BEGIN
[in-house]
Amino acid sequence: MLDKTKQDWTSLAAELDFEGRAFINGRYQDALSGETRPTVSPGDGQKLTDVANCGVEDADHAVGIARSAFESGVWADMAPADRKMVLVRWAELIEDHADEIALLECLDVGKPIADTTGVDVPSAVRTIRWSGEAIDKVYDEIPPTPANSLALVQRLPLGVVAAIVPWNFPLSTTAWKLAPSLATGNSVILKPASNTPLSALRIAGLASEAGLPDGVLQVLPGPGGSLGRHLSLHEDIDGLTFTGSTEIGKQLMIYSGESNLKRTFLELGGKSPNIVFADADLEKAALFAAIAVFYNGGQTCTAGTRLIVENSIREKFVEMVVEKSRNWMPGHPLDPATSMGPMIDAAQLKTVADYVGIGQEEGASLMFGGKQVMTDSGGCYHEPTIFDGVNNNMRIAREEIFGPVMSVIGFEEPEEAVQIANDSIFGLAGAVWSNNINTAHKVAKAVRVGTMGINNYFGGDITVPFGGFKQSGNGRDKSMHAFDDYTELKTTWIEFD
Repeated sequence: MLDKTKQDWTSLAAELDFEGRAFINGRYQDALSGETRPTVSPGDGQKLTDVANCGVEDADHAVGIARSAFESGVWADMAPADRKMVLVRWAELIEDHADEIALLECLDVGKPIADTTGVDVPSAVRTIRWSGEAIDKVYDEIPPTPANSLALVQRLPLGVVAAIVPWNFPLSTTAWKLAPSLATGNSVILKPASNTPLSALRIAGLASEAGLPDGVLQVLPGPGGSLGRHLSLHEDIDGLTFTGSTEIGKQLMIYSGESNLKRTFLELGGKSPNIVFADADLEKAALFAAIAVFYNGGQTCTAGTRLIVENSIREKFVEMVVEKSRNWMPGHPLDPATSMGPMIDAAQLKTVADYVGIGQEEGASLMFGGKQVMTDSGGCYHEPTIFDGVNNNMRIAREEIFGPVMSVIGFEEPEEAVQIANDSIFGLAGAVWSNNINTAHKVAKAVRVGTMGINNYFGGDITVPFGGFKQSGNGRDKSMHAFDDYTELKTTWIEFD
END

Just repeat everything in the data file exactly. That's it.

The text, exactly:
[in-house]
Amino acid sequence: MLDKTKQDWTSLAAELDFEGRAFINGRYQDALSGETRPTVSPGDGQKLTDVANCGVEDADHAVGIARSAFESGVWADMAPADRKMVLVRWAELIEDHADEIALLECLDVGKPIADTTGVDVPSAVRTIRWSGEAIDKVYDEIPPTPANSLALVQRLPLGVVAAIVPWNFPLSTTAWKLAPSLATGNSVILKPASNTPLSALRIAGLASEAGLPDGVLQVLPGPGGSLGRHLSLHEDIDGLTFTGSTEIGKQLMIYSGESNLKRTFLELGGKSPNIVFADADLEKAALFAAIAVFYNGGQTCTAGTRLIVENSIREKFVEMVVEKSRNWMPGHPLDPATSMGPMIDAAQLKTVADYVGIGQEEGASLMFGGKQVMTDSGGCYHEPTIFDGVNNNMRIAREEIFGPVMSVIGFEEPEEAVQIANDSIFGLAGAVWSNNINTAHKVAKAVRVGTMGINNYFGGDITVPFGGFKQSGNGRDKSMHAFDDYTELKTTWIEFD
Repeated sequence: MLDKTKQDWTSLAAELDFEGRAFINGRYQDALSGETRPTVSPGDGQKLTDVANCGVEDADHAVGIARSAFESGVWADMAPADRKMVLVRWAELIEDHADEIALLECLDVGKPIADTTGVDVPSAVRTIRWSGEAIDKVYDEIPPTPANSLALVQRLPLGVVAAIVPWNFPLSTTAWKLAPSLATGNSVILKPASNTPLSALRIAGLASEAGLPDGVLQVLPGPGGSLGRHLSLHEDIDGLTFTGSTEIGKQLMIYSGESNLKRTFLELGGKSPNIVFADADLEKAALFAAIAVFYNGGQTCTAGTRLIVENSIREKFVEMVVEKSRNWMPGHPLDPATSMGPMIDAAQLKTVADYVGIGQEEGASLMFGGKQVMTDSGGCYHEPTIFDGVNNNMRIAREEIFGPVMSVIGFEEPEEAVQIANDSIFGLAGAVWSNNINTAHKVAKAVRVGTMGINNYFGGDITVPFGGFKQSGNGRDKSMHAFDDYTELKTTWIEFD